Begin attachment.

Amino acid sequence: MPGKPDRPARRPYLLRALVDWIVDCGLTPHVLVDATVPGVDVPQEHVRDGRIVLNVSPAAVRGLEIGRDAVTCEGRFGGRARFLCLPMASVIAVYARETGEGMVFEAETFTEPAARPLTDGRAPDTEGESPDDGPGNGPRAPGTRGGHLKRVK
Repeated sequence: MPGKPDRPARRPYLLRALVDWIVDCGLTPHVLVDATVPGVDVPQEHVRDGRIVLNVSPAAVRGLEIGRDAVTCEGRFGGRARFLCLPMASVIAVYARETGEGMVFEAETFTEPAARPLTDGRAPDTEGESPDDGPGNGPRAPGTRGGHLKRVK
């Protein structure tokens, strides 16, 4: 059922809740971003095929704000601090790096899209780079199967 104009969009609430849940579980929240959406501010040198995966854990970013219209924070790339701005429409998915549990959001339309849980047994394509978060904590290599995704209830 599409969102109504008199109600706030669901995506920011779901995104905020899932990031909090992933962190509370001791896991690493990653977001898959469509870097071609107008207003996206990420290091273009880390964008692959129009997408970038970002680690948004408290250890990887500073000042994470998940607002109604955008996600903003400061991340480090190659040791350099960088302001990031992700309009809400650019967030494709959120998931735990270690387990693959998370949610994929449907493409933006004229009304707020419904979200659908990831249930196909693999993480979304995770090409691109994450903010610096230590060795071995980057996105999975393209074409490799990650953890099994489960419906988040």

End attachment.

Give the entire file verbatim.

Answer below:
Amino acid sequence: MPGKPDRPARRPYLLRALVDWIVDCGLTPHVLVDATVPGVDVPQEHVRDGRIVLNVSPAAVRGLEIGRDAVTCEGRFGGRARFLCLPMASVIAVYARETGEGMVFEAETFTEPAARPLTDGRAPDTEGESPDDGPGNGPRAPGTRGGHLKRVK
Repeated sequence: MPGKPDRPARRPYLLRALVDWIVDCGLTPHVLVDATVPGVDVPQEHVRDGRIVLNVSPAAVRGLEIGRDAVTCEGRFGGRARFLCLPMASVIAVYARETGEGMVFEAETFTEPAARPLTDGRAPDTEGESPDDGPGNGPRAPGTRGGHLKRVK
């Protein structure tokens, strides 16, 4: 059922809740971003095929704000601090790096899209780079199967 104009969009609430849940579980929240959406501010040198995966854990970013219209924070790339701005429409998915549990959001339309849980047994394509978060904590290599995704209830 599409969102109504008199109600706030669901995506920011779901995104905020899932990031909090992933962190509370001791896991690493990653977001898959469509870097071609107008207003996206990420290091273009880390964008692959129009997408970038970002680690948004408290250890990887500073000042994470998940607002109604955008996600903003400061991340480090190659040791350099960088302001990031992700309009809400650019967030494709959120998931735990270690387990693959998370949610994929449907493409933006004229009304707020419904979200659908990831249930196909693999993480979304995770090409691109994450903010610096230590060795071995980057996105999975393209074409490799990650953890099994489960419906988040």